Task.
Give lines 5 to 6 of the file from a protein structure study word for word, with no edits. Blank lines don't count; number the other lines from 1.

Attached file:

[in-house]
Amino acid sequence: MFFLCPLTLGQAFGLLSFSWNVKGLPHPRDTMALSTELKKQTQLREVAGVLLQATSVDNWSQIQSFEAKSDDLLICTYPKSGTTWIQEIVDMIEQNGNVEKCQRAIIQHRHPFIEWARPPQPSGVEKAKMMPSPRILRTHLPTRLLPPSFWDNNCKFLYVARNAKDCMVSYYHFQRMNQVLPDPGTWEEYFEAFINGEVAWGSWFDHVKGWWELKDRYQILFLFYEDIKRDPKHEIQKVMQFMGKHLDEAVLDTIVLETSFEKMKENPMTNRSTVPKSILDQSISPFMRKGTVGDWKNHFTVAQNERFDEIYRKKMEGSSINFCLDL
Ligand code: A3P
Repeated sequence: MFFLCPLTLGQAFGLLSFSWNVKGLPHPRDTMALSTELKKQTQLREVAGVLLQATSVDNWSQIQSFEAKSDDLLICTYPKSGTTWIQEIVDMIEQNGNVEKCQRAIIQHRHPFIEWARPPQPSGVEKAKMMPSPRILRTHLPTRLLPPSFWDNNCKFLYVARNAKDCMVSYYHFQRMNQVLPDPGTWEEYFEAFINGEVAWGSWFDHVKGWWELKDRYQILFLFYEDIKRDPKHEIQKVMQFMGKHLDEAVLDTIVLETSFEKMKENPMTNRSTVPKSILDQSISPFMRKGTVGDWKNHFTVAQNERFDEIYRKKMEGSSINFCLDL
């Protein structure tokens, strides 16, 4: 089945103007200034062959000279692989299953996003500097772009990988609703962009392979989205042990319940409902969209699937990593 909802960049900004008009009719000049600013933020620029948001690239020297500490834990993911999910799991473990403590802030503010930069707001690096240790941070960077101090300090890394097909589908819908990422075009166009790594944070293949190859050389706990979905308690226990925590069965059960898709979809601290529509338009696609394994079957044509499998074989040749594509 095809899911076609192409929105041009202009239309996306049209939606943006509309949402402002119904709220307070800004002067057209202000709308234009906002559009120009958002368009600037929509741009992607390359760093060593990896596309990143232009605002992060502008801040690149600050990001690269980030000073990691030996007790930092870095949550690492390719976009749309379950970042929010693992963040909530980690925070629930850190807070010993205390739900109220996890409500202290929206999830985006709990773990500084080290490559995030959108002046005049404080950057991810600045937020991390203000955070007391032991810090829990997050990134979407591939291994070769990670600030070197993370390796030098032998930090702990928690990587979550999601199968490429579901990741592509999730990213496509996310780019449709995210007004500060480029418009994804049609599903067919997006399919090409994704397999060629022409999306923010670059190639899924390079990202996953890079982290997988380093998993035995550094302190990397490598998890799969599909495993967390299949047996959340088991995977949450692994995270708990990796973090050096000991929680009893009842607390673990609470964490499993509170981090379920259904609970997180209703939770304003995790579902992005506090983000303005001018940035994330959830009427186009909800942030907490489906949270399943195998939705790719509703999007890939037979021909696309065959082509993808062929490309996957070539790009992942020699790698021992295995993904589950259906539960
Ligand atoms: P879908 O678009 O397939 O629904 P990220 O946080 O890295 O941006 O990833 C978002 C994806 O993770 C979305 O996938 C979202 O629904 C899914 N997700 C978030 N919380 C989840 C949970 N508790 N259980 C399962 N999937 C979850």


């Protein structure tokens, strides 16, 4: 089945103007200034062959000279692989299953996003500097772009990988609703962009392979989205042990319940409902969209699937990593 909802960049900004008009009719000049600013933020620029948001690239020297500490834990993911999910799991473990403590802030503010930069707001690096240790941070960077101090300090890394097909589908819908990422075009166009790594944070293949190859050389706990979905308690226990925590069965059960898709979809601290529509338009696609394994079957044509499998074989040749594509 095809899911076609192409929105041009202009239309996306049209939606943006509309949402402002119904709220307070800004002067057209202000709308234009906002559009120009958002368009600037929509741009992607390359760093060593990896596309990143232009605002992060502008801040690149600050990001690269980030000073990691030996007790930092870095949550690492390719976009749309379950970042929010693992963040909530980690925070629930850190807070010993205390739900109220996890409500202290929206999830985006709990773990500084080290490559995030959108002046005049404080950057991810600045937020991390203000955070007391032991810090829990997050990134979407591939291994070769990670600030070197993370390796030098032998930090702990928690990587979550999601199968490429579901990741592509999730990213496509996310780019449709995210007004500060480029418009994804049609599903067919997006399919090409994704397999060629022409999306923010670059190639899924390079990202996953890079982290997988380093998993035995550094302190990397490598998890799969599909495993967390299949047996959340088991995977949450692994995270708990990796973090050096000991929680009893009842607390673990609470964490499993509170981090379920259904609970997180209703939770304003995790579902992005506090983000303005001018940035994330959830009427186009909800942030907490489906949270399943195998939705790719509703999007890939037979021909696309065959082509993808062929490309996957070539790009992942020699790698021992295995993904589950259906539960
Ligand atoms: P879908 O678009 O397939 O629904 P990220 O946080 O890295 O941006 O990833 C978002 C994806 O993770 C979305 O996938 C979202 O629904 C899914 N997700 C978030 N919380 C989840 C949970 N508790 N259980 C399962 N999937 C979850």